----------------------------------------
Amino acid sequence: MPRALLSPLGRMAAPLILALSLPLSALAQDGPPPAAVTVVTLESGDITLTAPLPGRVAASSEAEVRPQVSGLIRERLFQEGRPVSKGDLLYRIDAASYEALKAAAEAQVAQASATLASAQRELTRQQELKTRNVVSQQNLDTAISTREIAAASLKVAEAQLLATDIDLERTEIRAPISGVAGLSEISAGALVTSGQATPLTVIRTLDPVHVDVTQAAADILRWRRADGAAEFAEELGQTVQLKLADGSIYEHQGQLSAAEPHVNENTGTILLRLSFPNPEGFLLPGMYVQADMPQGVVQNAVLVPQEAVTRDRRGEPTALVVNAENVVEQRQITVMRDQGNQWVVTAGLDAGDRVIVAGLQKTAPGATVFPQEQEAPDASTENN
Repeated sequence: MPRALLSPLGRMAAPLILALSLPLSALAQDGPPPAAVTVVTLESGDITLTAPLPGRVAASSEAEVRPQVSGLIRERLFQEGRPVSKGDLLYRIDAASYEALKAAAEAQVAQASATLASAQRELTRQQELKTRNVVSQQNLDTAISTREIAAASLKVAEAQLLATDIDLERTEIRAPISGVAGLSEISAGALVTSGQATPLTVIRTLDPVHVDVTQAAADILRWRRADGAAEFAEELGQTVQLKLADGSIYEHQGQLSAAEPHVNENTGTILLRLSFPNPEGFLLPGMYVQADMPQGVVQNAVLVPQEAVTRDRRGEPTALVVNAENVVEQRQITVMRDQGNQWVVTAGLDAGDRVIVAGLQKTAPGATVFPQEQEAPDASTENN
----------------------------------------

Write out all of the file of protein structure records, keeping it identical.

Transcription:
Amino acid sequence: MPRALLSPLGRMAAPLILALSLPLSALAQDGPPPAAVTVVTLESGDITLTAPLPGRVAASSEAEVRPQVSGLIRERLFQEGRPVSKGDLLYRIDAASYEALKAAAEAQVAQASATLASAQRELTRQQELKTRNVVSQQNLDTAISTREIAAASLKVAEAQLLATDIDLERTEIRAPISGVAGLSEISAGALVTSGQATPLTVIRTLDPVHVDVTQAAADILRWRRADGAAEFAEELGQTVQLKLADGSIYEHQGQLSAAEPHVNENTGTILLRLSFPNPEGFLLPGMYVQADMPQGVVQNAVLVPQEAVTRDRRGEPTALVVNAENVVEQRQITVMRDQGNQWVVTAGLDAGDRVIVAGLQKTAPGATVFPQEQEAPDASTENN
Repeated sequence: MPRALLSPLGRMAAPLILALSLPLSALAQDGPPPAAVTVVTLESGDITLTAPLPGRVAASSEAEVRPQVSGLIRERLFQEGRPVSKGDLLYRIDAASYEALKAAAEAQVAQASATLASAQRELTRQQELKTRNVVSQQNLDTAISTREIAAASLKVAEAQLLATDIDLERTEIRAPISGVAGLSEISAGALVTSGQATPLTVIRTLDPVHVDVTQAAADILRWRRADGAAEFAEELGQTVQLKLADGSIYEHQGQLSAAEPHVNENTGTILLRLSFPNPEGFLLPGMYVQADMPQGVVQNAVLVPQEAVTRDRRGEPTALVVNAENVVEQRQITVMRDQGNQWVVTAGLDAGDRVIVAGLQKTAPGATVFPQEQEAPDASTENN